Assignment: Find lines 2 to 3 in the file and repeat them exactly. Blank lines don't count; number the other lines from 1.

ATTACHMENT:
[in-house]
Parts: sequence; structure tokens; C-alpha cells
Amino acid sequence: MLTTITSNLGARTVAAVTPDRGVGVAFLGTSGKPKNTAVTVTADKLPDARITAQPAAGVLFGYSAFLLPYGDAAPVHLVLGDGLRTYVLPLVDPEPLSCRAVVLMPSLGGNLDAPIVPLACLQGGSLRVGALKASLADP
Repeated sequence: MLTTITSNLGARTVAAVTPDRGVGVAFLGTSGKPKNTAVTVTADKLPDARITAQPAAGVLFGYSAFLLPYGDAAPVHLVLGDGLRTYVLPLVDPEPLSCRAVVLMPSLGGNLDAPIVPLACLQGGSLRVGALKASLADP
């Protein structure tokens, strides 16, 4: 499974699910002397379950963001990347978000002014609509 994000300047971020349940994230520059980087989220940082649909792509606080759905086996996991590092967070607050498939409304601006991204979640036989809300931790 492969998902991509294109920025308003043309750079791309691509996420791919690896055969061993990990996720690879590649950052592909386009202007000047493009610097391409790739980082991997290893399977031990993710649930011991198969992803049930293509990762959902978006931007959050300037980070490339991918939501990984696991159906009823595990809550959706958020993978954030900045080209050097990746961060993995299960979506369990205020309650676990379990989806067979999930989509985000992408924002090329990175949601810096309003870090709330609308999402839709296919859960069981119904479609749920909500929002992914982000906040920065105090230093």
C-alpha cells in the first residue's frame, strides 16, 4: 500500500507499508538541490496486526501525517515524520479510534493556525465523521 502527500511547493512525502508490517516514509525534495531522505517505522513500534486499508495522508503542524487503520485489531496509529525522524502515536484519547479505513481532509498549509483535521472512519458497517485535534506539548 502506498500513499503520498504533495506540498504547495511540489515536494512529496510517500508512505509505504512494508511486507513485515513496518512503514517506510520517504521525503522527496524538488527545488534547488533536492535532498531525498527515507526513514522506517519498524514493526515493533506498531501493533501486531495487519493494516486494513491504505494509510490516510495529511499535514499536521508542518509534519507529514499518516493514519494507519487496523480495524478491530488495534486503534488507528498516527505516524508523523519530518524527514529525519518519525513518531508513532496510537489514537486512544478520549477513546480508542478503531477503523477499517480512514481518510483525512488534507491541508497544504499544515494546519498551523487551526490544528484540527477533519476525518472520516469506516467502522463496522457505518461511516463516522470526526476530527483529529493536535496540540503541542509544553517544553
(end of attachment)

Parts: sequence; structure tokens; C-alpha cells
Amino acid sequence: MLTTITSNLGARTVAAVTPDRGVGVAFLGTSGKPKNTAVTVTADKLPDARITAQPAAGVLFGYSAFLLPYGDAAPVHLVLGDGLRTYVLPLVDPEPLSCRAVVLMPSLGGNLDAPIVPLACLQGGSLRVGALKASLADP